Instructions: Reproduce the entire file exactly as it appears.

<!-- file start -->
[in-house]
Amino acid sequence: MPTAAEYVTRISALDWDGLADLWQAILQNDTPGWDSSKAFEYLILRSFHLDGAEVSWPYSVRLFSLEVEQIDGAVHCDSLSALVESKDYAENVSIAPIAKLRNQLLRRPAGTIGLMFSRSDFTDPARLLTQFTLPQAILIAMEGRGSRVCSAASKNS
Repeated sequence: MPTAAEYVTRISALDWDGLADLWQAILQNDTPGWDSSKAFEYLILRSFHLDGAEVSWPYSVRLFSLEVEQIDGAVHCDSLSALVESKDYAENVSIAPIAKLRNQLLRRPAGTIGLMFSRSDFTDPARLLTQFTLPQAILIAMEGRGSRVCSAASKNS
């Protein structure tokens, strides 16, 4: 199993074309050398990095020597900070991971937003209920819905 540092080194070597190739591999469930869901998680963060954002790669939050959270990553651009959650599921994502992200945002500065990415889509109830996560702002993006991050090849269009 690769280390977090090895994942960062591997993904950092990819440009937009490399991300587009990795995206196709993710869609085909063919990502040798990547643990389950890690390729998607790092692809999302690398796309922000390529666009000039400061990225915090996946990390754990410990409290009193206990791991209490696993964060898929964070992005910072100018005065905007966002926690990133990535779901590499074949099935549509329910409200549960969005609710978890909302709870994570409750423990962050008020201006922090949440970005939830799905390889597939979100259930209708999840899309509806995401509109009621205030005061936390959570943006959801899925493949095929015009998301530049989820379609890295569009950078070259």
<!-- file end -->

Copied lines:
[in-house]
Amino acid sequence: MPTAAEYVTRISALDWDGLADLWQAILQNDTPGWDSSKAFEYLILRSFHLDGAEVSWPYSVRLFSLEVEQIDGAVHCDSLSALVESKDYAENVSIAPIAKLRNQLLRRPAGTIGLMFSRSDFTDPARLLTQFTLPQAILIAMEGRGSRVCSAASKNS
Repeated sequence: MPTAAEYVTRISALDWDGLADLWQAILQNDTPGWDSSKAFEYLILRSFHLDGAEVSWPYSVRLFSLEVEQIDGAVHCDSLSALVESKDYAENVSIAPIAKLRNQLLRRPAGTIGLMFSRSDFTDPARLLTQFTLPQAILIAMEGRGSRVCSAASKNS
């Protein structure tokens, strides 16, 4: 199993074309050398990095020597900070991971937003209920819905 540092080194070597190739591999469930869901998680963060954002790669939050959270990553651009959650599921994502992200945002500065990415889509109830996560702002993006991050090849269009 690769280390977090090895994942960062591997993904950092990819440009937009490399991300587009990795995206196709993710869609085909063919990502040798990547643990389950890690390729998607790092692809999302690398796309922000390529666009000039400061990225915090996946990390754990410990409290009193206990791991209490696993964060898929964070992005910072100018005065905007966002926690990133990535779901590499074949099935549509329910409200549960969005609710978890909302709870994570409750423990962050008020201006922090949440970005939830799905390889597939979100259930209708999840899309509806995401509109009621205030005061936390959570943006959801899925493949095929015009998301530049989820379609890295569009950078070259």